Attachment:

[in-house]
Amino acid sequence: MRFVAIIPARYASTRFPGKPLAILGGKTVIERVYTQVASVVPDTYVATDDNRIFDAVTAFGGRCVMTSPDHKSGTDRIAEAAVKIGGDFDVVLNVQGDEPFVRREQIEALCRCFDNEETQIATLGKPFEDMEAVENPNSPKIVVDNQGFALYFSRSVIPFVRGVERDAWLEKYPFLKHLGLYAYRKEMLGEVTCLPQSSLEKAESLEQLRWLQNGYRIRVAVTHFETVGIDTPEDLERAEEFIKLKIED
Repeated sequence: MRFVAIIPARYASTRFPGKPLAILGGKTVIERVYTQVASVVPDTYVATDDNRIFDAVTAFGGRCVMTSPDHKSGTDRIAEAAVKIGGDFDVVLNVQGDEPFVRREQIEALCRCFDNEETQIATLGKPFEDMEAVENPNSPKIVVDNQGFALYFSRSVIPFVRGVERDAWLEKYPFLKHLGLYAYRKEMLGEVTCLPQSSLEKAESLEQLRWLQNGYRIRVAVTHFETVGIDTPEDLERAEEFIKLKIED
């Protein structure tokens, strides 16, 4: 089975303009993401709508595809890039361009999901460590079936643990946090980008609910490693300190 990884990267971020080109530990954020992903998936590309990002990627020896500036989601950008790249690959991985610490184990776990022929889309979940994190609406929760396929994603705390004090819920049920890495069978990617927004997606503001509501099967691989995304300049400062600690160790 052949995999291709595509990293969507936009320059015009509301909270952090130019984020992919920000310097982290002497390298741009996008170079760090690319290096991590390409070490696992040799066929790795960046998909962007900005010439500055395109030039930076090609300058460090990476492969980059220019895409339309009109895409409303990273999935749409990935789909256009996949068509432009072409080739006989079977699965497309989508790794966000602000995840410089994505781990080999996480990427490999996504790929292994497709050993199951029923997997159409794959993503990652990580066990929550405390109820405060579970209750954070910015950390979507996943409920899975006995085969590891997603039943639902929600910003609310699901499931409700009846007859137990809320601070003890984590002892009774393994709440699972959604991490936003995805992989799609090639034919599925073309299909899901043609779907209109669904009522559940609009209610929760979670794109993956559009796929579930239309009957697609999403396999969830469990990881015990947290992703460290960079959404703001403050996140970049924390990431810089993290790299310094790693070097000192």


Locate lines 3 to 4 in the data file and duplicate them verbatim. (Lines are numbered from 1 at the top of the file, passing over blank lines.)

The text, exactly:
Repeated sequence: MRFVAIIPARYASTRFPGKPLAILGGKTVIERVYTQVASVVPDTYVATDDNRIFDAVTAFGGRCVMTSPDHKSGTDRIAEAAVKIGGDFDVVLNVQGDEPFVRREQIEALCRCFDNEETQIATLGKPFEDMEAVENPNSPKIVVDNQGFALYFSRSVIPFVRGVERDAWLEKYPFLKHLGLYAYRKEMLGEVTCLPQSSLEKAESLEQLRWLQNGYRIRVAVTHFETVGIDTPEDLERAEEFIKLKIED
């Protein structure tokens, strides 16, 4: 089975303009993401709508595809890039361009999901460590079936643990946090980008609910490693300190 990884990267971020080109530990954020992903998936590309990002990627020896500036989601950008790249690959991985610490184990776990022929889309979940994190609406929760396929994603705390004090819920049920890495069978990617927004997606503001509501099967691989995304300049400062600690160790 052949995999291709595509990293969507936009320059015009509301909270952090130019984020992919920000310097982290002497390298741009996008170079760090690319290096991590390409070490696992040799066929790795960046998909962007900005010439500055395109030039930076090609300058460090990476492969980059220019895409339309009109895409409303990273999935749409990935789909256009996949068509432009072409080739006989079977699965497309989508790794966000602000995840410089994505781990080999996480990427490999996504790929292994497709050993199951029923997997159409794959993503990652990580066990929550405390109820405060579970209750954070910015950390979507996943409920899975006995085969590891997603039943639902929600910003609310699901499931409700009846007859137990809320601070003890984590002892009774393994709440699972959604991490936003995805992989799609090639034919599925073309299909899901043609779907209109669904009522559940609009209610929760979670794109993956559009796929579930239309009957697609999403396999969830469990990881015990947290992703460290960079959404703001403050996140970049924390990431810089993290790299310094790693070097000192």